The impressive thing about Total War Battles:
Shogun is the way that Creative Assembly has taken the Total War franchise, stripped away
layers of fiddly complexity, and still managed to deliver a sophisticated real-time strategy
game. There are still plenty of units to hire, each
with its own benefits and drawbacks. But there are no stats to calculate, and no health bars
to fret over. You can glean all that information simply by looking at your samurai. Skirmishes are shorter, and much more focused.
In this game strategy is about making the most efficient use of the cramped battleground.
Buildings, for example, have huge footprints and are terribly particular about where they
can and can’t be placed. Enemies march forward in distinct lanes, can
only sidestep into adjacent tiles every so often, and can never turn back. It means that Total War Battles: Shogun is
mostly about shifting things around the battlefield with your finger, rather than getting bogged
down in pages of stats, minutiae, and tiresome micro-management. In some ways, the game’s
closest relative is actually Plants vs Zombies, rather than Shogun 2. But that’s not to say it lacks tactical depth.
You’ll need to place buildings carefully, cunningly use lanes to sneak up on enemies,
attack from afar, and exploit bottlenecks. Strategic smarts still apply, but the game’s
focus is just better suited to the touchscreen. Not all of this accessibility is so successful.
For example, not being able to spy the exact range of an archer or a cannon means you can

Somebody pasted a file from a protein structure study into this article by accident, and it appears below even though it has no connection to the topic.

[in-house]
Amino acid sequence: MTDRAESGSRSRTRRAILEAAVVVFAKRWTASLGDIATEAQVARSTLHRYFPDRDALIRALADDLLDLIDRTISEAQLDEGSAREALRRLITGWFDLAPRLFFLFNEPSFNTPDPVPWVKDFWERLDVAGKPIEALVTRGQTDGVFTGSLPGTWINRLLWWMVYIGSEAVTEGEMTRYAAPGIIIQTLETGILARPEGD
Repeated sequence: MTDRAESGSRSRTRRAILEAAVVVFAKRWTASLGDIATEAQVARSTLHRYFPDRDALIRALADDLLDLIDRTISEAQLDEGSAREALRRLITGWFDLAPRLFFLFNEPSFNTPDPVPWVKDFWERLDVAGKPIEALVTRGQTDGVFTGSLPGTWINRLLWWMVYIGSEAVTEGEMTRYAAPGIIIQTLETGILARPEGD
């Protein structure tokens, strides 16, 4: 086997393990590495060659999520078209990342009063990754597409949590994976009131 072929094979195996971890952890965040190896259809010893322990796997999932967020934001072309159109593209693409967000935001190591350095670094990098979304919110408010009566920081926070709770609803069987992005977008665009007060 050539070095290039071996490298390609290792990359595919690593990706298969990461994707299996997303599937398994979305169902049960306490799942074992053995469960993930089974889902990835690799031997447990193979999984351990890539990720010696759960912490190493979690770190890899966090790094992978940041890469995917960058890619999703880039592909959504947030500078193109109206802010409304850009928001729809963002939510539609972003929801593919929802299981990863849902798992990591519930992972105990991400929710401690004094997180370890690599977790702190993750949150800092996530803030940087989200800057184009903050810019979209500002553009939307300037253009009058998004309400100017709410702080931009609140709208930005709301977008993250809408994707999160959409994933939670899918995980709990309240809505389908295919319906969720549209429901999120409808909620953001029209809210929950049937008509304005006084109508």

inadvertently walk into danger. But for the most part the streamlining works well to give
you strategy stand-offs that you can actually win during a ten minute bus ride. Elsewhere, the tutorial is excellent, and
new units arrive throughout the campaign so you’re not overwhelmed at the start. There
are also optional missions that are more puzzle-focused, surreptitiously teaching you the basics and
giving you EXP that to make the game easier. The main missions are linked together by a
detailed story (delivered in text, and read out by voice actors), and the campaign should
take about ten hours to finish. There’s single-device multiplayer on iPad, which offers a very basic
take on the game. It’s fun, but not a major selling point. The real draw of Total War Battles: Shogun
is the way that Creative Assembly has managed to make an RTS that’s eminently suited to
the way we consume mobile games, but without losing the sophistication that makes this
series so revered.